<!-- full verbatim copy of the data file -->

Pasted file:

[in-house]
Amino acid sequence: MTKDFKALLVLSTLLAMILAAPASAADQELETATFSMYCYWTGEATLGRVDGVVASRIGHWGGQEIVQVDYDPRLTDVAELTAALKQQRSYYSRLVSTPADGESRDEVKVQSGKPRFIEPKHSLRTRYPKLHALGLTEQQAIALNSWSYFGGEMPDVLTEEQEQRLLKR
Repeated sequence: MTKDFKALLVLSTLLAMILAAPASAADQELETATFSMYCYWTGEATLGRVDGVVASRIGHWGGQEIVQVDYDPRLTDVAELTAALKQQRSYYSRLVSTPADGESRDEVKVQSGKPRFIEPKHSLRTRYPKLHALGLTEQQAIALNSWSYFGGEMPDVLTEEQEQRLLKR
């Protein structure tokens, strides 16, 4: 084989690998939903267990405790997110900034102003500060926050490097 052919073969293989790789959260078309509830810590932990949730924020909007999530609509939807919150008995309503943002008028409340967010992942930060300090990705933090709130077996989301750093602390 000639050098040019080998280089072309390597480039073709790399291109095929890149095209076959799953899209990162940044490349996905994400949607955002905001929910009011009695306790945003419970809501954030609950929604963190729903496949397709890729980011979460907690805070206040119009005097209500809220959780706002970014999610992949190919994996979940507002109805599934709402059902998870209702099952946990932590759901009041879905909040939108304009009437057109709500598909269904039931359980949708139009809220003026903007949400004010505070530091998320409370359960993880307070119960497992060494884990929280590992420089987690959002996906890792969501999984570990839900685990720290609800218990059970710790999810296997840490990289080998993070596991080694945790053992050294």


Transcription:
[in-house]
Amino acid sequence: MTKDFKALLVLSTLLAMILAAPASAADQELETATFSMYCYWTGEATLGRVDGVVASRIGHWGGQEIVQVDYDPRLTDVAELTAALKQQRSYYSRLVSTPADGESRDEVKVQSGKPRFIEPKHSLRTRYPKLHALGLTEQQAIALNSWSYFGGEMPDVLTEEQEQRLLKR
Repeated sequence: MTKDFKALLVLSTLLAMILAAPASAADQELETATFSMYCYWTGEATLGRVDGVVASRIGHWGGQEIVQVDYDPRLTDVAELTAALKQQRSYYSRLVSTPADGESRDEVKVQSGKPRFIEPKHSLRTRYPKLHALGLTEQQAIALNSWSYFGGEMPDVLTEEQEQRLLKR
């Protein structure tokens, strides 16, 4: 084989690998939903267990405790997110900034102003500060926050490097 052919073969293989790789959260078309509830810590932990949730924020909007999530609509939807919150008995309503943002008028409340967010992942930060300090990705933090709130077996989301750093602390 000639050098040019080998280089072309390597480039073709790399291109095929890149095209076959799953899209990162940044490349996905994400949607955002905001929910009011009695306790945003419970809501954030609950929604963190729903496949397709890729980011979460907690805070206040119009005097209500809220959780706002970014999610992949190919994996979940507002109805599934709402059902998870209702099952946990932590759901009041879905909040939108304009009437057109709500598909269904039931359980949708139009809220003026903007949400004010505070530091998320409370359960993880307070119960497992060494884990929280590992420089987690959002996906890792969501999984570990839900685990720290609800218990059970710790999810296997840490990289080998993070596991080694945790053992050294």